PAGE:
Characterizing the wetting behavior of 2D materials: a review

Figure 3. WCA measurements on suspended graphene. (A) (i) Schematic and picture of the captive bubble method for measuring the WCA on suspended graphene; (ii) Surface energy balance at the triple line indicated by the Neumann’s triangle; (iii) Measured WCA as a function of relative humidity of air[70]; (B) (i) Schematic of micro-droplets on graphene that is supported by a hole-patterned substrate; (ii) ESEM image of a water droplet on graphene that is supported by an Au/carbon substrate with a 70° tilt angle of sample stage with respect to the electron beam; (iii) ESEM image of a water droplet on clamped, suspended graphene with a 70° tilt angle[15]; (C) (i) ESEM image of droplets condensed on monolayer graphene sitting on a trench; (ii) ESEM image of droplets with and without contact with the substrate-supported region; (iii) WCA statistics on supported and suspended monolayer and multilayer graphene[71]. Figures are adapted from references[15,70,71] with permission. ESEM: Environmental scanning electron microscope; WCA: water contact angle.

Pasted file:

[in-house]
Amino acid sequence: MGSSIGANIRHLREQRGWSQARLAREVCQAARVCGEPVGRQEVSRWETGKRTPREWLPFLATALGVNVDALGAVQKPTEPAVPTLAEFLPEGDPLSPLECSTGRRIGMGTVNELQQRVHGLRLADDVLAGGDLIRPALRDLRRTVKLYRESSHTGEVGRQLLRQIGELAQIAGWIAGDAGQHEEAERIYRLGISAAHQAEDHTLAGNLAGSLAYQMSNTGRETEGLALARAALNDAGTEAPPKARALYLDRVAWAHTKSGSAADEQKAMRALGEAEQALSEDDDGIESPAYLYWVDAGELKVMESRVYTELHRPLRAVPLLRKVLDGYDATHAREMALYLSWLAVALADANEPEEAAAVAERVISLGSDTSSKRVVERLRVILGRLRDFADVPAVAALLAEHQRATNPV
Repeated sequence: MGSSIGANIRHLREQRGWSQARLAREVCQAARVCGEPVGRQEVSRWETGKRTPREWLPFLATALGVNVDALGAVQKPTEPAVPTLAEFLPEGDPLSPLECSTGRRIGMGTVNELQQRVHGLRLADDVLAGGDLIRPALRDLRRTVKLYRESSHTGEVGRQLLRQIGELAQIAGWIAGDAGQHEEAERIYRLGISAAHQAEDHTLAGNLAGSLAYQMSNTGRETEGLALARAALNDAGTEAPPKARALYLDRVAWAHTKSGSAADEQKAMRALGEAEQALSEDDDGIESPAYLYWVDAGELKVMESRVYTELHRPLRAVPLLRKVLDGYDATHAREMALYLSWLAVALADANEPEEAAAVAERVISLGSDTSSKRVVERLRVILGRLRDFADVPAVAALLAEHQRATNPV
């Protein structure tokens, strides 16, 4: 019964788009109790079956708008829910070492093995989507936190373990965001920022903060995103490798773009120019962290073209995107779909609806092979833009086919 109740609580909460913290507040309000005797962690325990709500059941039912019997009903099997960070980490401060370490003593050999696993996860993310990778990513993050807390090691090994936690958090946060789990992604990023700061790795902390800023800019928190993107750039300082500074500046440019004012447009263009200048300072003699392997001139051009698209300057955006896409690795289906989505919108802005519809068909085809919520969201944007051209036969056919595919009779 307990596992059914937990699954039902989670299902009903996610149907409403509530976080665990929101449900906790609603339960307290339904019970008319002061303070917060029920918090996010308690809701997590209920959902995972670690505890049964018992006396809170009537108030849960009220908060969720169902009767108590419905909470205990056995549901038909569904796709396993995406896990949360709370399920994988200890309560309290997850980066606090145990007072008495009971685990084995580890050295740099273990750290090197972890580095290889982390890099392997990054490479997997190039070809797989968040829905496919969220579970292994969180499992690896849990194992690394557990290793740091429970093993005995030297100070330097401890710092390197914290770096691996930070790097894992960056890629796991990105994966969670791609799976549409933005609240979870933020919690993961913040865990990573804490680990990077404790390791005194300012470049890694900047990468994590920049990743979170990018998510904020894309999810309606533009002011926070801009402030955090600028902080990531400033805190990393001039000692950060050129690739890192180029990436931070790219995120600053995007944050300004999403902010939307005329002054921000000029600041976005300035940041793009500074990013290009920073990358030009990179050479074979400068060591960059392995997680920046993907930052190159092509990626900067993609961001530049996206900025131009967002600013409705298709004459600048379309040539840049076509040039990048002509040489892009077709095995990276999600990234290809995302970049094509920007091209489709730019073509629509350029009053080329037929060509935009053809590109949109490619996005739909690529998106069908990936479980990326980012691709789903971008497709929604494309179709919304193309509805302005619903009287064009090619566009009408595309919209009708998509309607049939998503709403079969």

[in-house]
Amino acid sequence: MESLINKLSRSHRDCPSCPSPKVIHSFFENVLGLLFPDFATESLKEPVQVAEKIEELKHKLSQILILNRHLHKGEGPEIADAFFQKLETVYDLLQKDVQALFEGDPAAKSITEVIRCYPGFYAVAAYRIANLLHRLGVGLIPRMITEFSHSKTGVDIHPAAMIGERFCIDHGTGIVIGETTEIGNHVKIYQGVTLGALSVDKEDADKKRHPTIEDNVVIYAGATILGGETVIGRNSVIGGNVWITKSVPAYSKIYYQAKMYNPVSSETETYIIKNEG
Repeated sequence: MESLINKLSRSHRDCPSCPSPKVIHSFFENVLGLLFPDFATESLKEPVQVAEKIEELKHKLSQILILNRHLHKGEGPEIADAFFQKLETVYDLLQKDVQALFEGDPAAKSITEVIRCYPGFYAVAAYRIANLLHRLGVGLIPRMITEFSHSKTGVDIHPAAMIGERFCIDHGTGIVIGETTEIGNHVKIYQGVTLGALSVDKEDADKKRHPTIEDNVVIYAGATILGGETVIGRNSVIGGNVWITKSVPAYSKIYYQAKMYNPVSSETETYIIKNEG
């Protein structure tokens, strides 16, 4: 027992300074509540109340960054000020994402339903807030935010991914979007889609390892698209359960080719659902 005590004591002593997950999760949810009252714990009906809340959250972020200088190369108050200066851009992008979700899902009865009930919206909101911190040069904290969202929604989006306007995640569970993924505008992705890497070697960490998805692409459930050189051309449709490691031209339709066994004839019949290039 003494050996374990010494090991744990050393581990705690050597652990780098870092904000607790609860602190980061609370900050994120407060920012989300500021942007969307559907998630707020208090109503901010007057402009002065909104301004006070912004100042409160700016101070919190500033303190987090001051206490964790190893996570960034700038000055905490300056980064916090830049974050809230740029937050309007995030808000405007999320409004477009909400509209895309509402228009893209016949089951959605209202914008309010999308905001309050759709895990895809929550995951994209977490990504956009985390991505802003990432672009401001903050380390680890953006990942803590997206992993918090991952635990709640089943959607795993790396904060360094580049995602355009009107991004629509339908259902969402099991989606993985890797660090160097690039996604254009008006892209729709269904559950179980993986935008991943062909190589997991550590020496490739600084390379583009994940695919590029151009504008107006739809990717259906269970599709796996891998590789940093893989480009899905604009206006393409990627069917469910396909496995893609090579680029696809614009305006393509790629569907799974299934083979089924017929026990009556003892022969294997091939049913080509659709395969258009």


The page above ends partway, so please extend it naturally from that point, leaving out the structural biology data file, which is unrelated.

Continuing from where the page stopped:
Zhang et al. utilized a unique approach reminiscent of the classical WCA measurement, albeit with markedly smaller droplets (measuring in microns and sub-microns in radii, as depicted in Figure 3B)[15]. The authors utilized ultraclean graphene obtained by using Cu foam to suppress the formation of amorphous carbon on the graphene surface during the CVD growth[73]. To avoid any polymer residues, the as-grown graphene was transferred to a hole array using a non-polymer transfer method for WCA measurement[59]. Microdroplets on graphene are condensed by increasing the chamber water pressure from a vacuum, followed by direct ESEM observation. Figure 3B(ii) and (iii) illustrates the contact angles observed for micro-droplets condensed on substrate-supported and suspended graphene, which are approximately 55° and 31°, respectively[15]. These results further confirm the intrinsic hydrophilicity and wetting translucency of graphene. Notably, the presence of airborne hydrocarbon, amorphous carbon, and polymer residues on suspended graphene was found to increase the apparent contact angle to around 50°, 60°, and 70°, respectively. However, Wang et al. reported a contradictory result - a contact angle close to 180° for monolayer graphene suspended on a trench[71]. In this case, the micro-droplet nucleation is achieved by adjusting the vapor pressure in the chamber, and the pressure rate is controlled to allow the steady-state growth of the condensate [Figure 3C(i)][71]. The authors claimed that this non-wetting behavior occurred only when both sides of the suspended monolayer graphene were exposed to the environment, despite such experimental conditions being identical to those used in the study by Zhang et al.[15]. However, despite this contradiction, the abnormal non-wetting phenomenon appears to be robust, as demonstrated in Figure 3C(ii): when the droplet grows and reaches the supported graphene, it suddenly spreads to form an approximately hemispherical shape, while the newly condensed nano-droplet on the suspended graphene retains a perfect spherical shape. Figure 3C(iii) shows WCAs observed on graphene with different numbers of layers, where this non-wetting phenomenon was not observed in bilayer and multilayer graphene systems, whether supported or suspended[71]. These dramatically different WCAs in Figure 3B and C, along with the slight dependence on droplet size, might warrant further investigation[15,71].